Back in 2013, Barry Brownlie had the idea to put together an all-day show titled Friends With Benefest featuring some of Glasgow’s best rock and metal bands. After four long years, he finally resurrected the concept and put together a second event.
Ten great acts for ten pounds; one pound each. Quite the deal in our minds, and with that, we were down there like wildfire.
The duo of Slow Walkers kicked things off. We were more than familiar with vocalist Matthew, who has always been known for more experimental projects, so we expected something cool, and it was just that.
The pair gave us a simple yet theatrical set with blaring strobes, a lone lantern illuminating the middle of the stage and the use of a megaphone at the beginning.
Fearsome yells, thumping fills and electronic screeching made up what was an interesting performance from undoubtedly the most unique act of the entire day.
On the opposite side of the spectrum, we had Northern Nightlights who gave us fast and furious melodies with the likes of Best Friends and Such A Shame.
The vocals were amped up in Save Your Breath, and they got the crowd rallied up and singing along to their cover of Fat Lip by Sum 41, where an individual got really into it and partook in a one-man mosh.
We thought their support slot with The Bottom Line was the best we had ever seen them, but they may have just topped themselves here.
The place was really filling up now as Misguided Anchors stepped up, a group who we have held in high regard for a while as one of our favourite Scottish metal bands, and they reminded us just why, plus tenfold.
For starters, they had a vast presence on stage and were very active. Ben was sensational as frontman, with a hell of a voice, a natural flow and a real sense of control that had us sucked in. There was immeasurable force behind the riffs and bass, and Donal demonstrated some pure strength in tow of the kit.
We were blown away by the choruses – especially those of Lust and Self Hatred – and there was a fantastic display of writing in the two closing numbers, We’ve Walked Alone and There Is An Answer.
Without hesitation, we can easily say that Misguided Anchors stole the entire show; why they were so low on the bill is beyond us. This was certainly a proving ground for their potential, and we hope that somebody in a notable position takes notice, for these guys are too good to pass up.
And then disaster struck, as severe technical difficulties ruined Serenity Came Calling‘s chances of playing, only being allowed to do a pair of tunes.
We were really gutted for them, but to be fair, they did manage to squeeze in the most sizable pit of the whole event, and they deserve a lot of credit for willingly handing out free tees to the attendees to make up for the commotion.
Here’s hoping we get to see them again in more forgiving circumstances.
It was up to What Dreams May Come to regain the immersion.
Cameron McCrory was front and centre, who had plenty of energy and worked hard to hook in the audience.
A Thousand Ways was quite heartfelt, they got us clapping to Four Corners and Pathways proved to be a satisfying finish. Not bad at all, given the tough task they had.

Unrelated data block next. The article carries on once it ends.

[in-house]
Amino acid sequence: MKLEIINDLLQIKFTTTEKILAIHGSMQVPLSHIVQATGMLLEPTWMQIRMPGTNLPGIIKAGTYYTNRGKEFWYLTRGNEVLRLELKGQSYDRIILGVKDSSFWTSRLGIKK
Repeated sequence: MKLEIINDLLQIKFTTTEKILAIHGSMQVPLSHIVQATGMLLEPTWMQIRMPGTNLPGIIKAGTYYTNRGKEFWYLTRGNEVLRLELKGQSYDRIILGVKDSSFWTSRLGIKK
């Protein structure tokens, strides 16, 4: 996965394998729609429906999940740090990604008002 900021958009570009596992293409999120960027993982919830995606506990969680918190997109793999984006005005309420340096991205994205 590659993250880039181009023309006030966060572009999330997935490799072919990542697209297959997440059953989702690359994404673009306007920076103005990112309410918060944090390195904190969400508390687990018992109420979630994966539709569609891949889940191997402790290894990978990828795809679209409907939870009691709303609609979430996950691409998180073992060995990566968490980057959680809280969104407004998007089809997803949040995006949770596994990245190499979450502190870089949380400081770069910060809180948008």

At last, Horizons got everything back on track for good.
Jonathan was really intense, dishing out ferocious screams both on and off stage, backed up by some decent harmonies, pretty good riffs and driving rhythms; the highlight for us being Pathfinder.
A strong first impression well made on us here.
Crashes then caught us off guard with a very good set of songs such as Red Rivers and Violent Little Things, all defined by energised melodies and polished riffs.
Really impressive stuff that earned them a positive response, and we are already looking forward to seeing them again supporting Freeze The Atlantic in April.
Now we were entering the major leagues, as Rainfalls stepped up and elevated the ante.
They performed a line of very formidable tracks carried forth by bulky bass tones and booming fills that created a massive sound with sheer weight behind it, further topped off by unadulterated intensity from vocalist Gary.
He had a firm grip on the crowd, and it finished with him being encircled by a legion of people, before he collapsed in a heap on the floor. Simply brilliant.
By the way, a stroke of genius from engineer Michael Butler sending them off with The Sound Of Silence.
Hayworth were pelted with Nerf bullets as they got ready. As always, they were dead brilliant, with focal points including the all-new Haunt, Voice Of Reason and Can’t Do Right For Doing Wrong.
They provided us with top notch harmonies, dynamic solos and crisp drumming. Everyone was clearly into it, headbanging and shouting back the words.
Another excellent appearance from one of Aberdeen’s finest.
And last but certainly not least, Swallows.
They commenced beautifully by starting off their new song which had a great intro going, only for Colin’s guitar to cut off. That was awkwardly hilarious.
But on the second attempt they succeeded and it was a fantastic track, and the same can be said for the likes of Hangman, Weathered Hands and Reflections; each tune louder and larger than the previous one.
This was the first time we got to see Scott Forwell in action, and he was a tour de force. Aside from being fixed in the zone, he portrayed tonnes of emotion and authority through his powerful voice, keeping the “heartbreak crew” in his palms all the way.
Add in some forceful riffs and a tight rhythm section, and you had ourselves one heck of a way to close out what was overall a very memorable event that was more than worth the price of admission.
Same again next year, please?